Daily Learning Notes for January 13, 2016

Time for more fun with computer science and NAND2Tetris! Today I hope to finally finish implementing these 15 chips for the first project!

This morning while sitting at the breakfast table with my dad and step-mom, I drew a schematic diagram for an implementation of a 4-way demultiplexer, which can be extended into an 8-way demultiplexer by making more copies of its internal building block, which looks like a pretty simple design now that I figured it out!

Well, here’s the catch: I’ve yet to test any of my designs. I may have gotten them all wrong! But I wanted to figure them out on paper and try to get them right using nothing but pen, paper and brain power before I turn to the hardware simulator.

I filmed my first look at the NAND2Tetris hardware simulator, so a record of my confusion will be probably be available on the internet until the end of time. I’m OK with that. It was fun. Now I’m finally going to take a second look at that hardware simulator and actually use it for something. Let’s simulate some chips!

Writing HDL and testing chips in the hardware simulator

Before I can test my chips, I need to create a machine-readable version of them in the specified Hardware Description Language (HDL)! Now I’m glad I took notes when I first started learning about this stuff! I reviewed my notes from January 1st and January 9th to refresh my memory.

I opened up the Not.hdl file, which came included in the free NAND2Tetris software suite. (I love that they provide a folder for each week’s project. So organized!) The file is partially completed; all I need to do is declare the parts, building everything up from primitive NAND gates, which come built-in.

The Hardware Description Language (HDL) Survivor Guide by Mark Armbrust includes an API of sorts for all the chips I’ll ever need in this course, so I kept that open in a browser tab to make sure I name the inputs and outputs correctly.

The rest of this process should just be a matter of transcribing my schematic diagrams into a list of part names, input names and output names that follow the conventions of the HDL. Then I’ll load each chip’s test script and run it, following the directions outlined in the hardware simulator tutorial (PDF).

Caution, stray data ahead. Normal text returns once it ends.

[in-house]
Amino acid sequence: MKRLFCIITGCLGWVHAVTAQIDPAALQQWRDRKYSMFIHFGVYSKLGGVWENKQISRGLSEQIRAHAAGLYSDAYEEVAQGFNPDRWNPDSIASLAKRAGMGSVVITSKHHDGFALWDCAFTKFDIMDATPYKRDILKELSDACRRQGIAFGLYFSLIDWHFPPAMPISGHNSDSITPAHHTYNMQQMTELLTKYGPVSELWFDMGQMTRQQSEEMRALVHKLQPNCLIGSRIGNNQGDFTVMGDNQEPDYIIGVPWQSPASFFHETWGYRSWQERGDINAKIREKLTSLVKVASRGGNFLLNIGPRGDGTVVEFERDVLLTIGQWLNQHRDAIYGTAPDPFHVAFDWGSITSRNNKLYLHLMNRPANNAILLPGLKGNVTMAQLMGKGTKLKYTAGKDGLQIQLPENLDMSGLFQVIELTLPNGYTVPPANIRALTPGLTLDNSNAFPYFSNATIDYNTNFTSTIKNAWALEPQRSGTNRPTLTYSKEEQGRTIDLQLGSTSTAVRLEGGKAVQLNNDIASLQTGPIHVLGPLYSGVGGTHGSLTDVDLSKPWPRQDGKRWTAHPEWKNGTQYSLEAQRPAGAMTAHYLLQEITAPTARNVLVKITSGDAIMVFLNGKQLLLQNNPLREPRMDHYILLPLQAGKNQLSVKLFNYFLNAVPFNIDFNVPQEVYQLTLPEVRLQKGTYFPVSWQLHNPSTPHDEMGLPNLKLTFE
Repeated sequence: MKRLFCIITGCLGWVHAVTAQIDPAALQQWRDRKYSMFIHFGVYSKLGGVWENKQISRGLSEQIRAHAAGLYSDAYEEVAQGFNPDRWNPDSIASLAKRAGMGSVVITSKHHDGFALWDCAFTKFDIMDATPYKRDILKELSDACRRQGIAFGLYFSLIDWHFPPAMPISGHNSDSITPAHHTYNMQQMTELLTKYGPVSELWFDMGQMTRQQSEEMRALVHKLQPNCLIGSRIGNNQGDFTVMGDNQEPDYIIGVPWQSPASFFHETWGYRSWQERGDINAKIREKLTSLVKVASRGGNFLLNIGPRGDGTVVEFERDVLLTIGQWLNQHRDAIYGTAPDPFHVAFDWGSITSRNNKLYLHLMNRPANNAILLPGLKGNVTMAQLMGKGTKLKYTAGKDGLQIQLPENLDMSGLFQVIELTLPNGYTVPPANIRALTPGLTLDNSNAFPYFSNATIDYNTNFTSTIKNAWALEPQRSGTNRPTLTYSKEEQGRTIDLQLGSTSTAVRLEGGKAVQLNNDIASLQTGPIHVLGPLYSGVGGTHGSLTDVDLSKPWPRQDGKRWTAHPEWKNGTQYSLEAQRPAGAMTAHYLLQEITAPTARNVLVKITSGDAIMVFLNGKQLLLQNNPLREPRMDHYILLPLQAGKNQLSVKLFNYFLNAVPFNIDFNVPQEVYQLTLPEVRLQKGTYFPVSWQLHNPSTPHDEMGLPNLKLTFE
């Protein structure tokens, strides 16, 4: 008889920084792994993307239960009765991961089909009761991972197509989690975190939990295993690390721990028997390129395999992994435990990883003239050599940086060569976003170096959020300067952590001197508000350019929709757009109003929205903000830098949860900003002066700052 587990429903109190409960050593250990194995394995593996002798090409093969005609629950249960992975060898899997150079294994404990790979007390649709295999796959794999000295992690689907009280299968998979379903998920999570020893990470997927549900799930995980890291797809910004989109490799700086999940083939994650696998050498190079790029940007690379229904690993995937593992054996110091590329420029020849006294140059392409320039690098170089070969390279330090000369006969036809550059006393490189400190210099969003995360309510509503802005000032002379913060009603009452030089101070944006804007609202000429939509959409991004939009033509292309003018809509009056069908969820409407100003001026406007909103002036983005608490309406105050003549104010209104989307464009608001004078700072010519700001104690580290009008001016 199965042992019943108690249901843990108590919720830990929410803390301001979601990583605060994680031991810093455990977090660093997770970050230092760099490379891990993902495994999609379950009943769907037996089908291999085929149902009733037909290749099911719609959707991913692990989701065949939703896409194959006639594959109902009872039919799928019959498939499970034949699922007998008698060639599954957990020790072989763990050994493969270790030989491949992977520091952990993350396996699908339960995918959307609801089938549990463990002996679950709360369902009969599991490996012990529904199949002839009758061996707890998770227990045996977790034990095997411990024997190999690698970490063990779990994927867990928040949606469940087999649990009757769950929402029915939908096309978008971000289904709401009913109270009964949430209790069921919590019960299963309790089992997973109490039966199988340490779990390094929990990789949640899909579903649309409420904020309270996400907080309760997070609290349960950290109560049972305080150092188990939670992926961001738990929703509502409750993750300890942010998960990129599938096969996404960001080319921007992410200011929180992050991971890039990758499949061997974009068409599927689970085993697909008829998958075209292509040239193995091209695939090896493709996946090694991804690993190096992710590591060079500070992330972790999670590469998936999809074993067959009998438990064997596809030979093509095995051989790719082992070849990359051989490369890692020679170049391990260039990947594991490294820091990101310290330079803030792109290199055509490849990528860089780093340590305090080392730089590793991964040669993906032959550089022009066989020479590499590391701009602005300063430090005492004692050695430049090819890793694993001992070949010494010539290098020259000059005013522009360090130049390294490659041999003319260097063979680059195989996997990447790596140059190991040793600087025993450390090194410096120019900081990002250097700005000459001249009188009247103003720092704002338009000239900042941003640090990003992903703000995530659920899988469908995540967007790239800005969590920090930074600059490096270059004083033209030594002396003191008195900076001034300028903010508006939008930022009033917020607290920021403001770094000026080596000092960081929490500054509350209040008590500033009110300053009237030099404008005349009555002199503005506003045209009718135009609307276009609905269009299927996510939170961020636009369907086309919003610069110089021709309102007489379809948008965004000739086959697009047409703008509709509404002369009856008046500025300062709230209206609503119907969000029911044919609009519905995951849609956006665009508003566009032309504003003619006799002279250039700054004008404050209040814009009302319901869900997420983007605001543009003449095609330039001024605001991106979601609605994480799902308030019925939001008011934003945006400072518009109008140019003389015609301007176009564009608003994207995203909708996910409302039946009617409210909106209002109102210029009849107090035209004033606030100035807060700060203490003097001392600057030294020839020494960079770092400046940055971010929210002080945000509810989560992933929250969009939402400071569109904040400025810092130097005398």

Then I open up the generated output file and check if it’s correct. For example, the test script for my NOT gate created a file named Not.out, which contains this:

|  in   |  out  |
|   0   |   1   |
|   1   |   0   |

Time spent implementing and testing each gate:

  • NOT: 10 minutes
    • Challenges: The hardware simulator wouldn’t load my chip at first, and I didn’t see any error messages! Turns out I needed to manually resize the program to see the error message at the bottom. Then it took a while for me to find my very simple syntax error related to how I’m supposed to write constants in this HDL. But then it worked! My initial design was correct, woohoo!
  • AND: 1 minute
  • OR: 1 minute
  • XOR: 3 minutes
  • Mux: 28 min
    • Challenges: My implementation was wrong! I debugged it on paper first because I thought it would be fun. Sure enough, I had accidentally switched two of the variables, negating the wrong one. It worked on the second try. Phew!
  • DMux: 4 min
  • Not16: 4 min
  • And16: 3 min
  • Or16: 1 min
  • Mux16: 2 min
  • Or8Way: 5 min

Then I got to the 4-way 16-bit mux and got completely stuck! My implementation on paper was really just for a 4-way single-bit mux, and I didn’t realize that it would be hard to scale it up. I know how it should probably work, but I don’t know how to get it to work in HDL! I need a way to pipe a single value into a bunch of other values. Or at least I think I do. Or maybe I need to go back to the drawing board.

I assume that the only practical way to implement this 4-way 16-bit mux will be to use the larger components I’ve already built. I went about it all wrong! My gut tells me I need to use the 16-bit mux and 16-bit Or gate, and maybe some other combinations of gates. But I obviously can’t build this starting with any of the single-bit gates. Oops! Back to paper.

Finally! I got it working. So, the Mux4Way16 took me another 30 or 45 minutes to redo, but at least now I definitely have a better sense of how larger chips can fit together. My second implementation was much better than the first.

Learning summary (#TIL)

  • I implemented the 4-way and 8-way demultiplexer, completing my initial designs for all 15 chips required in the first NAND2Tetris project!
  • I wrote up my implementations in HDL and tested them in the hardware simulator, confirming that I’ve correctly implemented AND, OR, NOT, XOR, Mux, DMux, Not16, And16, Or16, Mux16, Or8way, and Mux4Way16.

Next steps

  • Finish testing the last 3 chips in the hardware simulator: Mux8Way16, DMux4Way, and DMux8Way.

Time breakdown

  • Study time: 3 hours 49 min
    • NAND2Tetris project 1: 2 hours 49 min
    • Reviewing and writing up notes: 1 hour